Madison - St. Clair Record

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Government employee job discrimination suits result in as many conflicts as recoveries, records show

By Record News | Apr 6, 2016

EAST ST. LOUIS – Job discrimination suits against politicians produce about as many conflicts of interest as recoveries, records of current and recent federal court cases show.

What follows is a review of 12 government employee discrimination cases involving southern Illinois plaintiffs in which attorney-client privilege issues were raised.

Such a conflict began to emerge in March, in a suit that former clerk Kelli Garner filed last May against St. Clair County circuit clerk Kahala Clay.

Garner’s lawyers, Ferne Wolf and Joshua Pierson of Maryville, Mo., claim Clay fired her in violation of medical leave and disability laws on the day Garner sought to fill out FMLA paperwork. Garner claims to suffer from chronic migraines.

On March 9, Magistrate Judge Donald Wilkerson, who presides over pre-trial matters, set a hearing the following day on four discovery disputes, one of which related to attorney-client privilege.

Minutes show he resolved three disputes at the hearing but couldn’t resolve the attorney-client one about a deposition of former county employee Jean Brown.

He asked for submissions on any such relationship between Brown and the county’s lawyer, Katherine Porter.

Porter, in private practice at Becker Hoerner, represents the county as special assistant to State’s Attorney Brendan Kelly.

On March 14, she filed notice that Becker Hoerner represents Brown, “limited to her employment as that employment is concerned with the present litigation.”

Porter directed Wilkerson’s attention to an order that Northern District Magistrate Judge Jeffrey Cole entered in 2014.

Cole ruled that lawyers for a professor suing DePaul University properly contacted another DePaul professor. He wrote that DePaul’s lawyers did not represent the professor when plaintiff’s counsel contacted her.

He also wrote that the professor did not supervise DePaul’s lawyers or consult with them regularly.

Cole drew a line between directing lawyers and directing employees.

“It is only the former that counts,” he wrote.

None of that explains the attorney-client problem between Porter and Brown.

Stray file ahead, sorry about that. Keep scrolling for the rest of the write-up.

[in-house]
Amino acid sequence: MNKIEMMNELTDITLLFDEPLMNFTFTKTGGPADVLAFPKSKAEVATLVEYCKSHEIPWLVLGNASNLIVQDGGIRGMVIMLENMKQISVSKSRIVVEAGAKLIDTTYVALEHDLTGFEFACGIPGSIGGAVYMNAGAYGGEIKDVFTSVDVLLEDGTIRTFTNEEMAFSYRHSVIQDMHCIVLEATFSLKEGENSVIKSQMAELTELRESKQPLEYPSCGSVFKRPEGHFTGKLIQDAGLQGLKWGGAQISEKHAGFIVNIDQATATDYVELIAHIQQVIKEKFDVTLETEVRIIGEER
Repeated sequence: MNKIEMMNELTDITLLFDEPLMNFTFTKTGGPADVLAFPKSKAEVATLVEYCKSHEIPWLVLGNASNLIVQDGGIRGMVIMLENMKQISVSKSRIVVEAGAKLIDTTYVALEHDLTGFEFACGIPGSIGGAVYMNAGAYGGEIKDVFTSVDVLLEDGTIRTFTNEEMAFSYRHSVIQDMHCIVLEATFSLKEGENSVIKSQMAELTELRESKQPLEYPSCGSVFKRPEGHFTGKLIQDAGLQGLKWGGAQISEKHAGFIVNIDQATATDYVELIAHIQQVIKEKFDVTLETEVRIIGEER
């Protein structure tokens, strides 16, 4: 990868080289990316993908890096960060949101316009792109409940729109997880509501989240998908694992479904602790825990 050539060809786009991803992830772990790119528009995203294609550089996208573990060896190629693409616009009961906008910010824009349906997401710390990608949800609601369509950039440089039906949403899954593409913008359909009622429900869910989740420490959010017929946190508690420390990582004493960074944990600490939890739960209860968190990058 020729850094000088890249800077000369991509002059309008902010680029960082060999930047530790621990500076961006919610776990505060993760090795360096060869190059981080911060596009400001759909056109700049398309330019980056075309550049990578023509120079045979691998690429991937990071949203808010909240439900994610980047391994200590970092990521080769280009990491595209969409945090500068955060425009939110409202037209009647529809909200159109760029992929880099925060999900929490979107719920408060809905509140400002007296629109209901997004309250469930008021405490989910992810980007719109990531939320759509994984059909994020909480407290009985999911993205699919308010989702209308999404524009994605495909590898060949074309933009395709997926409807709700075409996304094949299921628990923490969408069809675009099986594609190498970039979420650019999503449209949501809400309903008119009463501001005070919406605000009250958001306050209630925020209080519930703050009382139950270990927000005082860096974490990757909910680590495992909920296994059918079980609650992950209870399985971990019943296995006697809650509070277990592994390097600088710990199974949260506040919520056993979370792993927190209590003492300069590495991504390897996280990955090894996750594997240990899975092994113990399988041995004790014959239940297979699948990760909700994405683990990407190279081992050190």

Six cases that Garner cited on the same day don’t explain it either.

More conflicts

Conflict of interest also interfered with a retaliation suit that captain Eric Decker filed against Madison County sheriff Robert Hertz in 2013.

Decker’s lawyer, Lee Barron of Alton, claimed Hertz violated his rights against search and seizure and his rights of speech and association.

Hertz retained John Gilbert, of Sandberg Phenix and von Gontard, as special assistant to state’s attorney Thomas Gibbons.

A year after suit was filed, Hertz lost a Democrat primary race to John Lakin and went on unchallenged to win the general election in November 2014.

Barron moved to bar Gilbert and his firm from representing the county.

He argued that Decker on a number of occasions spoke directly to Gilbert about his concerns.

“Gilbert made certain statements to plaintiff which plaintiff believes a jury could infer indicated that attorney Gilbert was fully aware that the sheriff was engaging in improper conduct,” Barron wrote.

“Gilbert, on the apparent advice of another attorney in his law firm, elected not to voluntarily withdraw.”

District Judge Staci Yandle disqualified Gilbert last year, but not his firm.

That didn’t help Decker, for Yandle granted summary judgment last month when he couldn’t show evidence of retaliation beyond a lateral job transfer.

“Transfers that are purely lateral, involving no demotion in form or substance, and transfers involving no reduction in pay or only minor changes to working conditions are not sufficient to establish an adverse employment action,” Yandle wrote.